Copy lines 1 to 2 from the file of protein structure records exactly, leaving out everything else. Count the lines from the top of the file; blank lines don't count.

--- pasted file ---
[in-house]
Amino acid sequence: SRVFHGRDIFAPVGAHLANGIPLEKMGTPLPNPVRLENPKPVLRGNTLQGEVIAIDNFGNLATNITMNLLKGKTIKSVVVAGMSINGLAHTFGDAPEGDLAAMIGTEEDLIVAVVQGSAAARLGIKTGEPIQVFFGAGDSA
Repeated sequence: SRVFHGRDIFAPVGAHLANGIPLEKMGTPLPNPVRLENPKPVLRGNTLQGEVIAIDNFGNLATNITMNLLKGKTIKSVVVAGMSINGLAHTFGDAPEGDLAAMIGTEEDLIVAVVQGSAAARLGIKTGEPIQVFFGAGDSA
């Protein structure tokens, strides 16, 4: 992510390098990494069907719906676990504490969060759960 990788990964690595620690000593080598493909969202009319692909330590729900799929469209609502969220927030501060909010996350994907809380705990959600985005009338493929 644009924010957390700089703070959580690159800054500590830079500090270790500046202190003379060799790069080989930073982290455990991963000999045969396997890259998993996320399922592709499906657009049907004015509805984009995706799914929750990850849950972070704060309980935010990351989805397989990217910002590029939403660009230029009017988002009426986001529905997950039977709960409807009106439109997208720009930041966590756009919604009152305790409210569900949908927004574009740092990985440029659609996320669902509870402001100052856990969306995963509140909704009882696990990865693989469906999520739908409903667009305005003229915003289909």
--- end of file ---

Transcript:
[in-house]
Amino acid sequence: SRVFHGRDIFAPVGAHLANGIPLEKMGTPLPNPVRLENPKPVLRGNTLQGEVIAIDNFGNLATNITMNLLKGKTIKSVVVAGMSINGLAHTFGDAPEGDLAAMIGTEEDLIVAVVQGSAAARLGIKTGEPIQVFFGAGDSA